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Here in Washington state - property taxes are due twice a year - first installment is due on April 30th and second installment is due on October 31st.  Every time we hear a story of property prices are falling - the same question prevails: What does it mean for my property taxes? The short answer is it does not have any immediate impact on your property tax bill. 

What happen in current year is you or your mortgage company (depending whether you have an impound account or not) will receive the first half of your current property tax bill sometime in February. The first thing to know is that county assessors by law peg your tax bill to your home's value determined from about one year ago since they need the full year to go around figuring out the values of all 715,000 parcels in the county. That means the bill you will receive in February of every year will reflect the assessed value of your house as of Jan 1st of the prior year.  So by the time you receive your first installment notice - the property value of your assessed home is about 16 months old.  

Well - how about the following year? Will the softening market reduce tax bill then? Not necessarily (disappointing isn't it?).  According to the Assessor's Office - changing in home values are the least impactful ingredient in the changes to the stew they use to set property bill.  The actual process of how property tax bill is calculated is a bit confusing. Essentially, the assessor calculates how much money each public agency (from cities to schools to fire districts) gets property-tax revenue is due then the county works backward to charge property owners a certain amount based on their property's value to generate the total taxes that each property owner pays. Since Washington state does not have state income taxes - our property tax rates are generally higher than states that do have state income taxes.  

Here's an example of how it works: Let's say a school district is due $100 in property-tax revenue this year. There are two properties in the district - a green house worth $250,000 and a blue house worth $750,000. The owner of the green house which has one-fourth the district's total value pays $25 and the blue house pays $75. The next year, the district would be allowed to charge 1 percent more or in this case the green house would pay an extra 25 cents and the blue house another 75 cents. Should the value of the green house catches up (though renovation or upgrades) and becomes worth the same amount as the blue house then the $100 bill would be split evenly.  The county's appraisers usually come out and visit/drive-by each home once every six years to "reset" the home's value.  Thus, you may notice an especially large bump once every six years.  The other years the assessor relies mostly on nearby sales and market values to determine the assessed value.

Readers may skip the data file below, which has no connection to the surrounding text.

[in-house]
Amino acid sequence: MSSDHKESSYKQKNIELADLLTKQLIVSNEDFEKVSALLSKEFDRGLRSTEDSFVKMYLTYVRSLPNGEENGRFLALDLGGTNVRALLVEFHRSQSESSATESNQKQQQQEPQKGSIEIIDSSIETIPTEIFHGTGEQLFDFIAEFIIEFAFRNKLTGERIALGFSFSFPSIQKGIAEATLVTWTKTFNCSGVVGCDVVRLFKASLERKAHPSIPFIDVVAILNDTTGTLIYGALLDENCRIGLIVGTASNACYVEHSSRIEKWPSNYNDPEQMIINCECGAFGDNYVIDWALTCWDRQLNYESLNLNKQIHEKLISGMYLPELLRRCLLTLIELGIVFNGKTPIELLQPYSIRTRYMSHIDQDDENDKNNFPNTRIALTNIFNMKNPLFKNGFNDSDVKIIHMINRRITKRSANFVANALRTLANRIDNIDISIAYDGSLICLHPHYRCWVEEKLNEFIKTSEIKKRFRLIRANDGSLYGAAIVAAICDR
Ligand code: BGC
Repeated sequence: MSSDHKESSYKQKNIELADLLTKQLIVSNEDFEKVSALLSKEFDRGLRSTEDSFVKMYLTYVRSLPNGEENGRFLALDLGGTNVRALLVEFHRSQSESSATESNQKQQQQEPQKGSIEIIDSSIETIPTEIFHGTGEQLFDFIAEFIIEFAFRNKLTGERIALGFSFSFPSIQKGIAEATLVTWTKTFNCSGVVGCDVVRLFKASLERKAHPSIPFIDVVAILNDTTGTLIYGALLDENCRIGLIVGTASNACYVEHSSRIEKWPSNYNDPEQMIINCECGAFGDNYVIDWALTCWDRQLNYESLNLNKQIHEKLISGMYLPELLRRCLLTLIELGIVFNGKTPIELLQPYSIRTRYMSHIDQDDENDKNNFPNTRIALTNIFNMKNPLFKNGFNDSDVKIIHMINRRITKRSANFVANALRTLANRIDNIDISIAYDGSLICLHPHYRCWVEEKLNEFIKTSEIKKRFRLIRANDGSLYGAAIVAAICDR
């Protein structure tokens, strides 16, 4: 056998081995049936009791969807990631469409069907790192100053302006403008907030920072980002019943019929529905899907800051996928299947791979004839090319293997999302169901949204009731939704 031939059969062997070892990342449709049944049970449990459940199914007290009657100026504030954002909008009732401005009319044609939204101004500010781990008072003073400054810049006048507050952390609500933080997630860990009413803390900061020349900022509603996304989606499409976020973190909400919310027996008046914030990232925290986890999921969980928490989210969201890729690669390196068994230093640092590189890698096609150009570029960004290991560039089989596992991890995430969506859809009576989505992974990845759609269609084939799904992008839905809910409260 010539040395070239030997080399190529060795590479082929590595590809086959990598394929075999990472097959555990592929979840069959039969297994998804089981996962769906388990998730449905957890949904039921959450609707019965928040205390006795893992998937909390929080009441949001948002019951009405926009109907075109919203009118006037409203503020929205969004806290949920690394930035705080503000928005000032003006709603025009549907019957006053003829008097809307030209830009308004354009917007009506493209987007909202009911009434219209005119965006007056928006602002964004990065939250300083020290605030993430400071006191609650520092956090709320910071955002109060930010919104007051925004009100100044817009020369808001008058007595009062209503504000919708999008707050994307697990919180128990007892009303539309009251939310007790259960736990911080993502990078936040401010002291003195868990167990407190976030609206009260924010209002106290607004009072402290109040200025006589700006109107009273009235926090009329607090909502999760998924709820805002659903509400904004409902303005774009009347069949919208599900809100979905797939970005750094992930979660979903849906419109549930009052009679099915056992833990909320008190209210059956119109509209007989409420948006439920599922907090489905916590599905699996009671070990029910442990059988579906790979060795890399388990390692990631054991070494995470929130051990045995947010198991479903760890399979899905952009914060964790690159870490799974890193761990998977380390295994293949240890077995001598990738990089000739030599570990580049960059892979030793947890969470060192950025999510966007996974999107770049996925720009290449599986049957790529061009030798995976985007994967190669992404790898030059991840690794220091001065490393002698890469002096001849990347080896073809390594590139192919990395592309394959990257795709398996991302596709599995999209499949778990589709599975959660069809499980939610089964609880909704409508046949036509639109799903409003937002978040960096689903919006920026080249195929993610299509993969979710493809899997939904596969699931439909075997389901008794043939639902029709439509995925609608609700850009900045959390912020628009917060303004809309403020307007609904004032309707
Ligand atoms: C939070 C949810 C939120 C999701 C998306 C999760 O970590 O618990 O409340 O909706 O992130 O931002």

In general, those districts by law are not allowed to raise the revenue they generate by more than 1 percent each year. However, voters and public officials can override that cap with special taxes. For example, the voter-approved Sound Transit expansion in 2017 was  a big reason taxes went up in 2017.  

Should you feel that your property was overly assessed by the county, you can appeal your property-tax assessment - though only one-third is successful. If homeowners are 61 or better as of Dec. 31 of the previous year who own a home and make less than $40,000 may qualify for an exemption or deferral as do some disabled homeowners.  Please call County Assessor's office at 206-296-3920 to apply. 






Posted by Sam Kader on January 23rd, 2019 12:27 PM

Increasing property values around the state has caused quite a confusion for first-time homeowners when they were notified by their lenders that their mortgage payment will go up. The main culprit is property taxes for their homes have gone up since last time. 

Home values are determined each year by appraisers who analyze up to 1,000 sales in the same area. Properties are physically inspected once every six years assessing any buildings and the value of the land. The Assessor's Office averages sales over the previous three years so values tend to lag behind the market by at least one year. So, property values for  tax valuation on Jan 1 of the current year is generally due for property taxes payable in the following year. Notices are usually mailed out in June through September for homeowners in Snohomish and King counties. You have the right to appeal within 60 days of receiving those notices.  Pleas
e visit King County Snohomish County , Kitsap County, and Pierce County.

The King County Assessor's office recently introduced a new website to let residents search for their value by address (do not use . after abbreviated terms like "Ave" or "S"). They can look at all the information tax assessors used to value their home including the square footage to improvements to comparable homes in the neighborhood. 

Interested in knowing what your
property is worth?   


 

Posted in:Property Taxes and tagged: Property Taxes
Posted by Sam Kader on April 26th, 2011 8:44 AM

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